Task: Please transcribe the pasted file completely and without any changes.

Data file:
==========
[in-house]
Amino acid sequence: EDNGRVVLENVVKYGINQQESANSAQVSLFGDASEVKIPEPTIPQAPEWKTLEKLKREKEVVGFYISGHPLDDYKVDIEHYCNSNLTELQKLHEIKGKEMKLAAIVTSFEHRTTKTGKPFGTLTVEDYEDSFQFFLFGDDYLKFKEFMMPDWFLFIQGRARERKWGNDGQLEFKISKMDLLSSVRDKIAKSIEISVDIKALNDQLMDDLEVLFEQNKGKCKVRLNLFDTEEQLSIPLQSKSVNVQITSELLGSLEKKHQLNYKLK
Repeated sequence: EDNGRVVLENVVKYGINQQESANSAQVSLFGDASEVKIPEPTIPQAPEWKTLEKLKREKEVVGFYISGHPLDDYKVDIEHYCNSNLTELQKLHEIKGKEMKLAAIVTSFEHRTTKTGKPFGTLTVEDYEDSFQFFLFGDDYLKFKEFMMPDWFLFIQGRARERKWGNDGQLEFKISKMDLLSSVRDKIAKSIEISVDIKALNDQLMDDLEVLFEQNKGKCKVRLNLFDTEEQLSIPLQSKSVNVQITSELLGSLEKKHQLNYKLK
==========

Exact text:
[in-house]
Amino acid sequence: EDNGRVVLENVVKYGINQQESANSAQVSLFGDASEVKIPEPTIPQAPEWKTLEKLKREKEVVGFYISGHPLDDYKVDIEHYCNSNLTELQKLHEIKGKEMKLAAIVTSFEHRTTKTGKPFGTLTVEDYEDSFQFFLFGDDYLKFKEFMMPDWFLFIQGRARERKWGNDGQLEFKISKMDLLSSVRDKIAKSIEISVDIKALNDQLMDDLEVLFEQNKGKCKVRLNLFDTEEQLSIPLQSKSVNVQITSELLGSLEKKHQLNYKLK
Repeated sequence: EDNGRVVLENVVKYGINQQESANSAQVSLFGDASEVKIPEPTIPQAPEWKTLEKLKREKEVVGFYISGHPLDDYKVDIEHYCNSNLTELQKLHEIKGKEMKLAAIVTSFEHRTTKTGKPFGTLTVEDYEDSFQFFLFGDDYLKFKEFMMPDWFLFIQGRARERKWGNDGQLEFKISKMDLLSSVRDKIAKSIEISVDIKALNDQLMDDLEVLFEQNKGKCKVRLNLFDTEEQLSIPLQSKSVNVQITSELLGSLEKKHQLNYKLK